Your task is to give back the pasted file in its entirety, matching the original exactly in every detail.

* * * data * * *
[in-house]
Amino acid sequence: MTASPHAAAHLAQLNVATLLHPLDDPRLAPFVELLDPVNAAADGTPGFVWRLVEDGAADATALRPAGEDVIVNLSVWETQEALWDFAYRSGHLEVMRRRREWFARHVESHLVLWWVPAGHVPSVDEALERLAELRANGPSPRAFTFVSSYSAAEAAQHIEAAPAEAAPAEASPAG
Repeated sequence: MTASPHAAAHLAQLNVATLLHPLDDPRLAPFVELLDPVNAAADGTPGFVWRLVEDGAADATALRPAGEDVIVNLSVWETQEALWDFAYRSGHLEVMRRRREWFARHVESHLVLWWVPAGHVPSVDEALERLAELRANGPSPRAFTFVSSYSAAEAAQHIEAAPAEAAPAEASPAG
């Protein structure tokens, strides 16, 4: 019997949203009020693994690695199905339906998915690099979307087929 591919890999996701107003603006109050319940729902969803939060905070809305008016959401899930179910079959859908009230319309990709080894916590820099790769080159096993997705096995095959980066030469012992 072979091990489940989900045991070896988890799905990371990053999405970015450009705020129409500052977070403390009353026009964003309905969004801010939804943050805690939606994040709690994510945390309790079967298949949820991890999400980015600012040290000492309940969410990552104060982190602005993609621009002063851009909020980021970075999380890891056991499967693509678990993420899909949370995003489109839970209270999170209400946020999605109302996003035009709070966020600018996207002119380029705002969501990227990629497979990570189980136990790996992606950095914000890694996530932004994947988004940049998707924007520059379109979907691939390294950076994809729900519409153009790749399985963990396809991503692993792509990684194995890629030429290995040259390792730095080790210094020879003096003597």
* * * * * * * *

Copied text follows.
[in-house]
Amino acid sequence: MTASPHAAAHLAQLNVATLLHPLDDPRLAPFVELLDPVNAAADGTPGFVWRLVEDGAADATALRPAGEDVIVNLSVWETQEALWDFAYRSGHLEVMRRRREWFARHVESHLVLWWVPAGHVPSVDEALERLAELRANGPSPRAFTFVSSYSAAEAAQHIEAAPAEAAPAEASPAG
Repeated sequence: MTASPHAAAHLAQLNVATLLHPLDDPRLAPFVELLDPVNAAADGTPGFVWRLVEDGAADATALRPAGEDVIVNLSVWETQEALWDFAYRSGHLEVMRRRREWFARHVESHLVLWWVPAGHVPSVDEALERLAELRANGPSPRAFTFVSSYSAAEAAQHIEAAPAEAAPAEASPAG
């Protein structure tokens, strides 16, 4: 019997949203009020693994690695199905339906998915690099979307087929 591919890999996701107003603006109050319940729902969803939060905070809305008016959401899930179910079959859908009230319309990709080894916590820099790769080159096993997705096995095959980066030469012992 072979091990489940989900045991070896988890799905990371990053999405970015450009705020129409500052977070403390009353026009964003309905969004801010939804943050805690939606994040709690994510945390309790079967298949949820991890999400980015600012040290000492309940969410990552104060982190602005993609621009002063851009909020980021970075999380890891056991499967693509678990993420899909949370995003489109839970209270999170209400946020999605109302996003035009709070966020600018996207002119380029705002969501990227990629497979990570189980136990790996992606950095914000890694996530932004994947988004940049998707924007520059379109979907691939390294950076994809729900519409153009790749399985963990396809991503692993792509990684194995890629030429290995040259390792730095080790210094020879003096003597």